• Chew your food completely and only eat until you are 75% full. Overeating and under chewing is a common cause of inadequate digestion which leads to further issues.
  • Eat while sitting and in a quiet and calm environment. This is simple and leads to proper absorption and assimilation of your meal.
  • Sip room temperature water slowly throughout your meal. Avoid ice, cold beverages, or taking too much water in at once. This dampens your digestive fire and impairs nutrition.

Dosha Specific Dietary Guidelines

Vata dietary guidelines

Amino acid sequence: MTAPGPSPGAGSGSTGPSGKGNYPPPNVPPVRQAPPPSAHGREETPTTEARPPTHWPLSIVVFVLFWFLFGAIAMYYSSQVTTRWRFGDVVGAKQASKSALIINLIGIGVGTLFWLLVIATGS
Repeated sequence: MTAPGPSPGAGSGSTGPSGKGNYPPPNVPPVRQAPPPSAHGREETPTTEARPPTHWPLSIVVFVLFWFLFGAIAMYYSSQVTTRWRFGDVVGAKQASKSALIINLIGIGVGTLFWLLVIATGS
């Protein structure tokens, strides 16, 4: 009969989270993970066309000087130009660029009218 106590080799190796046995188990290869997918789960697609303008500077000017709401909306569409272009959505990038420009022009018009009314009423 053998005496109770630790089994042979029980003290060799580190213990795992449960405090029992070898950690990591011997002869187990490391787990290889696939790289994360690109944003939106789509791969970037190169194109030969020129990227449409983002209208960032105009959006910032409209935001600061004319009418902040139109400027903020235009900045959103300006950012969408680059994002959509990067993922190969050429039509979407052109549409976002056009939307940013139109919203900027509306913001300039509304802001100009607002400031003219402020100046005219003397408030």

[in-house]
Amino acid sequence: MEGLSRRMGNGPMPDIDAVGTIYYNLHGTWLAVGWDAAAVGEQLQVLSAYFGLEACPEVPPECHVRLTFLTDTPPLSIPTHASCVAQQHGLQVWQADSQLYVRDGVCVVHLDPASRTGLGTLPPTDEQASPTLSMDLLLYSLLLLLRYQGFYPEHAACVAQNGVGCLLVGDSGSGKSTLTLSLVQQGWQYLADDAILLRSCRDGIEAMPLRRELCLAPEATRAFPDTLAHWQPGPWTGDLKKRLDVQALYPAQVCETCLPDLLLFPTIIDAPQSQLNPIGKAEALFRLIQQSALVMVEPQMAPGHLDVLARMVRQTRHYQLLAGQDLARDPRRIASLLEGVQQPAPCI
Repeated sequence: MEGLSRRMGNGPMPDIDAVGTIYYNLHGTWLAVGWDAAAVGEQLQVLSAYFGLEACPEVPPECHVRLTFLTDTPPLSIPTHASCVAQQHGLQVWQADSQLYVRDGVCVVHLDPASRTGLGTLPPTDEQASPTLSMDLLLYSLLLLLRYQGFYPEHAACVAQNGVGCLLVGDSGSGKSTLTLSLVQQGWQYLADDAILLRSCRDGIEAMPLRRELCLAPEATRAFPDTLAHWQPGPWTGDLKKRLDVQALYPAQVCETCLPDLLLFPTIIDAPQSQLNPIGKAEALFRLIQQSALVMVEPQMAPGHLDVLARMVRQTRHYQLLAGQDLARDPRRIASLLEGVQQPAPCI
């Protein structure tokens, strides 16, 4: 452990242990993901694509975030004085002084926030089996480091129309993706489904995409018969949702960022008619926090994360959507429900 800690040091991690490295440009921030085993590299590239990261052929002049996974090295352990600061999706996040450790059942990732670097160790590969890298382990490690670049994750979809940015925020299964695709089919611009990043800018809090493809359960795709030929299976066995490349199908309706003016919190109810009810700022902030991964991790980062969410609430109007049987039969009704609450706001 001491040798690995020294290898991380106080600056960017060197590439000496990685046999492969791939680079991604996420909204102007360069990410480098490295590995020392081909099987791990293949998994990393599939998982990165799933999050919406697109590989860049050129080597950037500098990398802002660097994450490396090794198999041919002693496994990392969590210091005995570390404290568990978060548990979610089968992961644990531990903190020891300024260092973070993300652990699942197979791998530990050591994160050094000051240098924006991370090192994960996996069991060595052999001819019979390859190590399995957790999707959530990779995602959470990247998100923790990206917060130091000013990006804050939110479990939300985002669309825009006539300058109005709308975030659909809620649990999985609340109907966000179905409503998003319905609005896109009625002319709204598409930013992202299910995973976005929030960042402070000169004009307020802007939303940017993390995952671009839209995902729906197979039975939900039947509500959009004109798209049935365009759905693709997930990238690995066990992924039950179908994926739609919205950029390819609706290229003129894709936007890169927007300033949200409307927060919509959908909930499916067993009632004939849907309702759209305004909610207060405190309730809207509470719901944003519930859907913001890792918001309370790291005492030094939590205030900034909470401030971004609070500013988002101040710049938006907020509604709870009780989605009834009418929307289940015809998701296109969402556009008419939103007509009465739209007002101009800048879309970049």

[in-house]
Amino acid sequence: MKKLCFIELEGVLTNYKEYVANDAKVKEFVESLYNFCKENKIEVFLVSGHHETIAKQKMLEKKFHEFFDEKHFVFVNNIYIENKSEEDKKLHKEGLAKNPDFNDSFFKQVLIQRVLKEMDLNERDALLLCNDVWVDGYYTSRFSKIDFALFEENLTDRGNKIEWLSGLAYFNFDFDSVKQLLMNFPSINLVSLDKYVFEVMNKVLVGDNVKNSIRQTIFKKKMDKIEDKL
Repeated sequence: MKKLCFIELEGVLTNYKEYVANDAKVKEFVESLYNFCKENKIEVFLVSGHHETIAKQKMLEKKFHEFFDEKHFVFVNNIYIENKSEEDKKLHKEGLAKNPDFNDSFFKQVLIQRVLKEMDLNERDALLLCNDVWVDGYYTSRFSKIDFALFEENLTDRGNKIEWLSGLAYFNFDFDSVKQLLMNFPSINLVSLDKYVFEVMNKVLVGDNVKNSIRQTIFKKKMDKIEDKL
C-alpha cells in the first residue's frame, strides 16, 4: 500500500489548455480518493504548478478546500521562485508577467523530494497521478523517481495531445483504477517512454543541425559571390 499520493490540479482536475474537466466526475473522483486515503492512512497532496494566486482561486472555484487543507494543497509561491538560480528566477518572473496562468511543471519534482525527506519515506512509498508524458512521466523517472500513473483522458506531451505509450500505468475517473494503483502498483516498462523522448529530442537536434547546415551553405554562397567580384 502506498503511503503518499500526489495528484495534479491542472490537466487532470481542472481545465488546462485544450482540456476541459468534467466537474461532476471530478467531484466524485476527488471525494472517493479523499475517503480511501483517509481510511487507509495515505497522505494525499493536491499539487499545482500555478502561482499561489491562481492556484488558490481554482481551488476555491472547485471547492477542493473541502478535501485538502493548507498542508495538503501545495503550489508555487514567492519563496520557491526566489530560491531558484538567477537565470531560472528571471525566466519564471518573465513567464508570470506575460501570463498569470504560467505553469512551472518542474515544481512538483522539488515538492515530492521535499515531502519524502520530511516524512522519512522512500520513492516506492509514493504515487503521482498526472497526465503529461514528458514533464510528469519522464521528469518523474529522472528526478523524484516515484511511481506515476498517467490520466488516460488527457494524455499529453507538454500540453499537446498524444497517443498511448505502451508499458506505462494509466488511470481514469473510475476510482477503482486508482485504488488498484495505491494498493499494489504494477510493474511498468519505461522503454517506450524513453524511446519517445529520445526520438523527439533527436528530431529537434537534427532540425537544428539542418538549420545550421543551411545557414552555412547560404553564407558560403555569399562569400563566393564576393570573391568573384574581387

Because of its ‘’light’’ nature, Vata types do best with diets that emphasize warm and grounding meals. Soups, stews, and cooked vegetables all help to keep this dosha from floating away and keep the nervous system calm and relaxed. Favoring easily digestible foods also helps the variable digestive strength that accompanies most Vata types. Many Vatas will find it difficult to skip breakfast as their energy will tend to crash quickly by mid afternoon, but their interest in food itself can be variable from day to day. Regular eating of meals and of meal times can help to balance out the tendency to eat erratically and will help to regulate digestion and balance Vata dosha. Favoring sweet, sour, and salty flavors in food tend to bring the most balance to this dosha. It is best to avoid bitter, pungent, and astringent flavors as these tend to imbalance the dosha creating emotional insecurity, ungroundedness, and irregularity in the digestive system. Reliance on caffeine and other artificial stimulants is particularly best avoided by those with Vata constitutions or imbalances as it exhausts the energy reserves quickly. Most importantly Vata needs routine.